Porträt Dr. von Jutrzenka-Trzebiatowski, Alexandra; FWPI

Dr. Alexandra von Jutrzenka-Trzebiatowski

PostDoctoral Fellow
Phone: +49 351 260 2755

Porträt Dr. Feldmann, Anja; FWPI

Dr. Anja Feldmann

Head Radioimmunology
Phone: +49 351 458 3428

Adapter CAR-based immunotheranostics for personalized immunotherapy and diagnosis

After genetic manipulation of immune effector cells (NK and T cells) with artificial chimeric antigen receptors (CARs) these cells can specifically recognize and kill tumor cells. CARs are composed of an extracellular antigen binding domain (most commonly a single-chain fragment variable (scFv) derived from antibodies), a transmembrane and intracellular signaling domains. Via CARs immune cells can recognize a certain tumor-associated antigen on tumor cells resulting in T cell activation and tumor cell killing. Due to their impressive clinical success, in 2017 such “living drugs” were approved for the first time by the the US Food and Drug Administration for treatment of patients with certain CD19-positive malignancies.

However, during CAR T cell therapy in some cases even life-threatening side effects can occur due to e.g. massive cytokine release (cytokine storm), elimination of tumor cells (tumor lysis syndrome) or on-target/off-tumor toxicities. In this regard, safety management is challenging since activated CAR-modified T cells expand in an unpredictable manner and cannot be switched off after their adoptive transfer into patients. Another problem is that CARs have a fixed specificity and CAR-armed T cells become ineffective when tumor cells down-regulate the targeted antigen as an escape mechanism. Furthermore the immunosuppressive tumor microenvironment is challenging for CAR T cell therapy against solid tumors.

In order to overcome these limitations, our group has established modular Adapter CAR platforms, termed the UniCAR and RevCAR system. In contrast to conventional CARs, UniCARs are not directed against an antigen on the tumor cell surface. As a consequence, UniCAR-modified T cells are inert after their adoptive transfer into the patient. UniCARs recognize a well characterized, for humans largely non-immunogenic peptide epitope (UniCAR epitope) that is derived from the human nuclear La/SS-B protein. UniCAR T cells can be redirected to tumor cells via target modules (TMs) that are able to mediate the cross-linkage between T cells and tumor cells. Therefore, the bifunctional TM on the one hand has an antigen-binding motif that binds to the tumor cell and on the other hand contains the UniCAR epitope recognized by UniCARs. If TMs with short eliminations rates are designed, UniCAR T cell activity can be reversibly turned on and off. Meanwhile, we showed that TMs could be successfully constructed by fusion of the UniCAR epitope with different tumor targeting molecules including scFvs, nanobodies, peptide ligands and small molecules (e.g. well-characterized PET tracers). In order to increase their half-life, TMs can be also constructed based on an IgG-Fc backbone. Another advantage of the UniCAR systems is its high flexibility because TMs can be easily replaced. In case tumor escape variants occur, it would be possible to restart therapy against an alternative tumor antigen by using an appropriate TM. Moreover, UniCAR-based therapy can be directed simultaneously or successively against multiple targets. This can be achieved either by using a combination of different TMs or appropriate bi- and multispecific TMs.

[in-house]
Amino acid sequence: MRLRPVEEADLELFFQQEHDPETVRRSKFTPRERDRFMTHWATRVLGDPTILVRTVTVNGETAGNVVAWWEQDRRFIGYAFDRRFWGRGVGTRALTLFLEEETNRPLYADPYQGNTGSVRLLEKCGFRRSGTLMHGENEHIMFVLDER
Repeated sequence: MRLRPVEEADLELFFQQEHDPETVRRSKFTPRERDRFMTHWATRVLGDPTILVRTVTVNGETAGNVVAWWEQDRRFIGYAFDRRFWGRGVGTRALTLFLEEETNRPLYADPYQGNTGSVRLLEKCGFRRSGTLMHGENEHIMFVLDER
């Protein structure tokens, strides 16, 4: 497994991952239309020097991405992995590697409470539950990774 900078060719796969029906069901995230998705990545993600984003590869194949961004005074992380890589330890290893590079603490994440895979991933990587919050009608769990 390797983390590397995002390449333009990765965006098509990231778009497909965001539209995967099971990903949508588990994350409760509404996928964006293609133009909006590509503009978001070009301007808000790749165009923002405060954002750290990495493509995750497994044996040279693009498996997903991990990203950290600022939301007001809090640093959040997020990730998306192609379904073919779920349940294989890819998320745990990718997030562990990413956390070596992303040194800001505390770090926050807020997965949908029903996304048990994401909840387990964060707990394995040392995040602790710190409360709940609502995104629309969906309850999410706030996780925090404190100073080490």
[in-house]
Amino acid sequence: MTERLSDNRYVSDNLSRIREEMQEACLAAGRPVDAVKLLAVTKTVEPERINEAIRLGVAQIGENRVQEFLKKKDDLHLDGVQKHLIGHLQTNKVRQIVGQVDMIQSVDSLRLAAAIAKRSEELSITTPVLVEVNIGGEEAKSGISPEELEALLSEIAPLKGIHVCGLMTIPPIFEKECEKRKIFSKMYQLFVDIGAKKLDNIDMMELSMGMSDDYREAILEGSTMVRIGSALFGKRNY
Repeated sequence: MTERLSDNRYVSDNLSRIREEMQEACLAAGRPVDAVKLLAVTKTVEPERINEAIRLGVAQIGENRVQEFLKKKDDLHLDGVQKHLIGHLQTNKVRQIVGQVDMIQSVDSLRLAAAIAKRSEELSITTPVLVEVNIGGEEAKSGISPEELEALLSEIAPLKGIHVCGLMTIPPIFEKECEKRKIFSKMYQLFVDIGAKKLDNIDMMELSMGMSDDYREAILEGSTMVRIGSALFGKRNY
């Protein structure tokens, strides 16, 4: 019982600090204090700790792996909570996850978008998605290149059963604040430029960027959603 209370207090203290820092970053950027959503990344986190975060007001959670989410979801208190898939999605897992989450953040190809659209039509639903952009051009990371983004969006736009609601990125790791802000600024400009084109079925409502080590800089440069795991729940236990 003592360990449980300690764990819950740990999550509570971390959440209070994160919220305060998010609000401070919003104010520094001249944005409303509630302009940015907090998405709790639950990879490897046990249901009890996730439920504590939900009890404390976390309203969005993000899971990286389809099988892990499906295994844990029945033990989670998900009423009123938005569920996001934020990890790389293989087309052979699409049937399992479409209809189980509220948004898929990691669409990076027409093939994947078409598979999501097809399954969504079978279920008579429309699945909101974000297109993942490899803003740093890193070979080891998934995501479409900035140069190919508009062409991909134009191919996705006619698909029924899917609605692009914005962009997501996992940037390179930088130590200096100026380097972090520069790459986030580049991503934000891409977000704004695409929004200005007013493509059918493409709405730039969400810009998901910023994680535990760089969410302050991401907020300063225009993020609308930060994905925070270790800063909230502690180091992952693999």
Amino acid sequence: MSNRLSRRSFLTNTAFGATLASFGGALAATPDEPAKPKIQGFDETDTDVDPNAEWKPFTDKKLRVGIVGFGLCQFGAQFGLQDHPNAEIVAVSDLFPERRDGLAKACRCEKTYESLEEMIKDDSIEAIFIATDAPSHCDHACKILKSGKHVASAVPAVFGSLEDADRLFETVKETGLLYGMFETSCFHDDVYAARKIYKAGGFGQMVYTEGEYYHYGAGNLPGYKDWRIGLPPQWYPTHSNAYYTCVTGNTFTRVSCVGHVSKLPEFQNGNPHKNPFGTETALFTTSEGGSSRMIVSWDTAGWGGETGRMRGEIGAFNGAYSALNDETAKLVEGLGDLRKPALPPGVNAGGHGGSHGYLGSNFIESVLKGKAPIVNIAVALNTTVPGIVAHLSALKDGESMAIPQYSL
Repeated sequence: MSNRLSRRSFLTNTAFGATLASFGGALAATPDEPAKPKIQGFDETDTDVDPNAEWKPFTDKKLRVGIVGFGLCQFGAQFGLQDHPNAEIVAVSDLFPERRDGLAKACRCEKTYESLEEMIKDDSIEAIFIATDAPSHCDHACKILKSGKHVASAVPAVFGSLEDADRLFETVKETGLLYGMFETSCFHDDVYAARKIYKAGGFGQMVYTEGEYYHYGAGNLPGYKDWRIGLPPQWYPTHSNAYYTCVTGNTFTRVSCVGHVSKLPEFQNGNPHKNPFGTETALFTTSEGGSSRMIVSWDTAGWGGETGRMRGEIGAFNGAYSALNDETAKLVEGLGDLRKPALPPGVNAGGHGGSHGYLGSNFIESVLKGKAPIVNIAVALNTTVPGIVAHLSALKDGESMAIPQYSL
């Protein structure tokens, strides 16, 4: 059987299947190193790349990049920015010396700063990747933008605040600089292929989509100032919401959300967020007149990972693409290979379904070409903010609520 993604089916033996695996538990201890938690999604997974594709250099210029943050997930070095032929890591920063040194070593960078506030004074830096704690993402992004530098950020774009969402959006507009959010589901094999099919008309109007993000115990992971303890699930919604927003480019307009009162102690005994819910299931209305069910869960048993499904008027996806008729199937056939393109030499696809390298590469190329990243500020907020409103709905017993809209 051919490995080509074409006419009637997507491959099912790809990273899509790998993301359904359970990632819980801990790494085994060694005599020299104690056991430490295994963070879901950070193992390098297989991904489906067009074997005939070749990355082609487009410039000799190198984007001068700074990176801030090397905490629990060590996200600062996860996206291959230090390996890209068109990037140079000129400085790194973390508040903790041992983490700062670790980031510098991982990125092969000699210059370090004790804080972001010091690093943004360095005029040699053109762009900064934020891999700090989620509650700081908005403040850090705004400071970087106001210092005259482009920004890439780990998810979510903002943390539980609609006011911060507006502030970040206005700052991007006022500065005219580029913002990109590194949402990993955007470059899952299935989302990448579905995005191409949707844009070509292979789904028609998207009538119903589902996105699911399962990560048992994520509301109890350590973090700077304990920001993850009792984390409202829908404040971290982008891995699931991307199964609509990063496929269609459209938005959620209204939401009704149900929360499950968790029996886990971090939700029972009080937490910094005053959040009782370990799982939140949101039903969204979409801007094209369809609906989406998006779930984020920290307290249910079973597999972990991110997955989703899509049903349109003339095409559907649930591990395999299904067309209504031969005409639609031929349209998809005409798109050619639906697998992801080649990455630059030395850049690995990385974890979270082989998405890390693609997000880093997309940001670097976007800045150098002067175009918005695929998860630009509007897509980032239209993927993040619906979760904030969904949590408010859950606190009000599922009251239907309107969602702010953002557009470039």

Besides the UniCARs, we have developed the RevCAR platform that functions in a similar manner showing high anti-tumor efficacy, safety, controllability, and flexibility. In contrast to conventional CARs and UniCARs, RevCARs lack the extracelluar antigen-binding motif and express only the short RevCAR peptide epitope. RevCAR T cells require a bispecific target module (termed RevTM) to be redirected to tumor cells. Therefore, bispecific RevTMs bind with one arm to the RevCAR peptide epitope and with the other arm to a tumor antigen. So far, we have shown that the RevCAR platform can be used for combinatorial tumor targeting following the OR and AND gate logic of Boolean Algebra in order to pave the way for an improved personalized immunotherapy.

Our Adapter UniCAR/RevCAR platforms are broadly applicable. Besides tumor immunotherapy, the system can be also applied to treat infectious diseases, autoimmune diseases or transplantation reactions (e.g. graft versus host diseases) by e.g. antigen-specific retargeting of regulatory T cells (Tregs) armed with our Adapter UniCARs/RevCARs.

Foto: CARs ©Copyright: Dr. Nicole Berndt

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